White wine aficionados should prepare their palates for a ride through the Côte de Beaune area, famous for its chardonnays. Along the way you’ll visit the villages of Puligny-Montrachet — home to the world famous Montrachet vineyard — and Meursault, another village noted for its chardonnay and as one of the settings for one of France’s all-time box office films, “La Grande Vadrouille.” Restaurant and café options abound in both villages, giving you ample opportunities to decide which white wines pair best with energy bars. Or, better yet, grab a baguette, some artisanal cheese, and a bottle or two of wine and enjoy an impromptu roadside picnic. At night you’ll lodge in either Chassey-le-Camp or Rully, two neighboring wine villages no more than 4 kilometers apart.
Day 5: Chassey-le-Camp or Rully — Cluny (71 km/44 miles, 833 meters/2,733 ft of climbing)

Today you’ll pedal south through a pastoral setting of farms, forests and vineyards. Along the way, you’ll wheel through Buxy, yet another of Burgundy’s impossibly quaint wine villages that will make you want to quit your job and begin a new, quiet life in the French countryside growing grapes. Buxy makes for a perfect place to have lunch and recharge your legs for the ride into Cluny. This scenic town, perched along the banks of the Grosne River, reigned as the center of Christianity during the 10th and 11th centuries. The town’s influence could be measured by the size of the Cluny Abbey, which until St. Peter’s Basilica was built in the 17th century, housed the world’s largest church. Though badly damaged during the French Revolution, remnants of the Abbey are open to visitors. If time allows, take a tour of nearby Berzé-le-Châtel. This hulking castle’s hillside perch affords five-star, camera-worthy views of the surrounding countryside.
Day 6: Cluny — Crêches-sur-Saône (Option A+) or Mâcon (Option A) (Short Option: 32 km/20 miles, 637 meters/2,090 ft of climbing; Long Option: 66 km/41 miles, 1,102 meters/3,615 ft of climbing)

Though today’s ride is short in length, you’ll have plenty of opportunities to work off any over-indulgences at the food table with a visit to the Rock of Solutré. This knuckle of limestone, which hovers over the surrounding vineyards, gained worldwide attention during the 1980s when French President Francois Mitterrand made yearly climbs to Solutré’s summit. The 35-minute hike rewards you with panoramic views. If the day is clear you can see Mont-Blanc, the highest mountain of the French Alps, glimmering on the eastern horizon. From Solutré you’ll pedal through a chain of tiny villages nestled among the vineyards famous for producing Pouilly-Fuissé wines. At night you’ll lodge in Crêches (option A+), just a wine cork’s throw from Mâcon, or in Mâcon itself (option A). Perched along the banks of the Saône River, Mâcon, with its many-colored buildings reflecting off the water, looks like the permanent muse for impressionist painters. Along its streets you’ll find plenty of restaurants and cafes for one last evening of wine tasting.
Day 7: Loops around Crêches-sur-Saône (Option A+) (Short Option: 44 km/27 miles, 795 meters/2,608 ft of climbing) or Mâcon (Option A) (Short Option: 62 km/39 miles, 984 meters/3,228 ft of climbing)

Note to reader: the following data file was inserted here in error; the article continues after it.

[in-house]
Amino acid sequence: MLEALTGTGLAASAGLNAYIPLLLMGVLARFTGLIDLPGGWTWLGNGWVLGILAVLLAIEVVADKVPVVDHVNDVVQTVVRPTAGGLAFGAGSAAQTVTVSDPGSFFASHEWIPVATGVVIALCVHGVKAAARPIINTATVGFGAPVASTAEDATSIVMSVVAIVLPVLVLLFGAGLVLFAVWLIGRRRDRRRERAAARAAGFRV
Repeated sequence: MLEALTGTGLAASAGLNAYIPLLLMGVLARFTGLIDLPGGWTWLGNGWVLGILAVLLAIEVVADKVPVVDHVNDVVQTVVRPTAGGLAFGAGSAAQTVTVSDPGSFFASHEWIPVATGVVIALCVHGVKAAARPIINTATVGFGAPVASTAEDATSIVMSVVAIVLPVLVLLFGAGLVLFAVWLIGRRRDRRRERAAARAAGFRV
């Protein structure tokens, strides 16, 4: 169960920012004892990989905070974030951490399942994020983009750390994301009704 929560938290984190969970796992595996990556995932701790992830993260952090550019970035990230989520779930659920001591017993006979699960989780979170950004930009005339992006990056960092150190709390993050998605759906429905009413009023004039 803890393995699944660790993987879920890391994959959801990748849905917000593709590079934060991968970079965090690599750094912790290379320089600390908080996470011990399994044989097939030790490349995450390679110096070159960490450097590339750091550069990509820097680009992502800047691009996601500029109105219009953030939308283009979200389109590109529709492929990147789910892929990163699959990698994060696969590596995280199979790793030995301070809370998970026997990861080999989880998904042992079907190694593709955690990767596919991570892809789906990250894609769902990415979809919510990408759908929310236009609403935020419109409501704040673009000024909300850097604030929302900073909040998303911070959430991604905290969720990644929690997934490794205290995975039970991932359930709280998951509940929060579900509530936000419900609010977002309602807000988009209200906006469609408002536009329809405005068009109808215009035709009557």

Choose between a short or long ride today. Both routes will take you through France’s famous Beaujolais region, wheeling through the tiny, wine-producing villages of Saint-Amour, Juliénas, Fleurie, and Morgon. Each village provides an out-of-this-world setting for sampling the region’s famous vintages. Today’s ride, regardless of route, makes for the perfect ending for your tour.
Day 8: Departure

After breakfast, depart at the time of your choice.
Booking & Pricing
From 1,065 euros per person sharing a double room

Two options are available for this trip:

Option A: 3 nights in 3-star properties, 2 nights in 2-star properties and 2 nights in an authentic guesthouse of character

  • 1,065 euros per person in April and October. Single supplement is 340 euros
  • 1,085 euros per person in May, June and September. Single supplement is 350 euros
  • 1,135 euros per person in July and August. Single supplement is 375 euros

Option A+: 4 nights in a 4-star property and 3 nights in 3-star properties

  • 1,425 euros per person in April and October. Single supplement is 490 euros
  • 1,445 euros per person in May, June and September. Single supplement is 510 euros
  • 1,525 euros per person in July and August. Single supplement is 550 euros

These prices include:

  • 7 nights' accommodation as described above
  • Daily breakfast
  • 2 dinners (drinks are not included)
  • Luggage transfers
  • Marked maps and/or cue sheets and route notes
  • Tourist information
  • Assistance if necessary (you will be provided with our local rep’s mobile number)
  • All tax and service charges

These prices do not include:

  • Expenses of a personal nature
  • Travel insurance
  • Pre-loaded GPS unit (available upon request)
  • Bicycle rentals. Hybrid bikes are available at the rate of 115 euros per bike. Full-carbon racing bikes are
    available at the rate of 230 euros. These prices include the 20-euro drop-off fee for the bike’s return
    to Dijon.
For further information or reservations:
Please book online or contact us at your earliest convenience as this trip is subject to hotel availability.
Our e-mail address: info@cyclomundo.com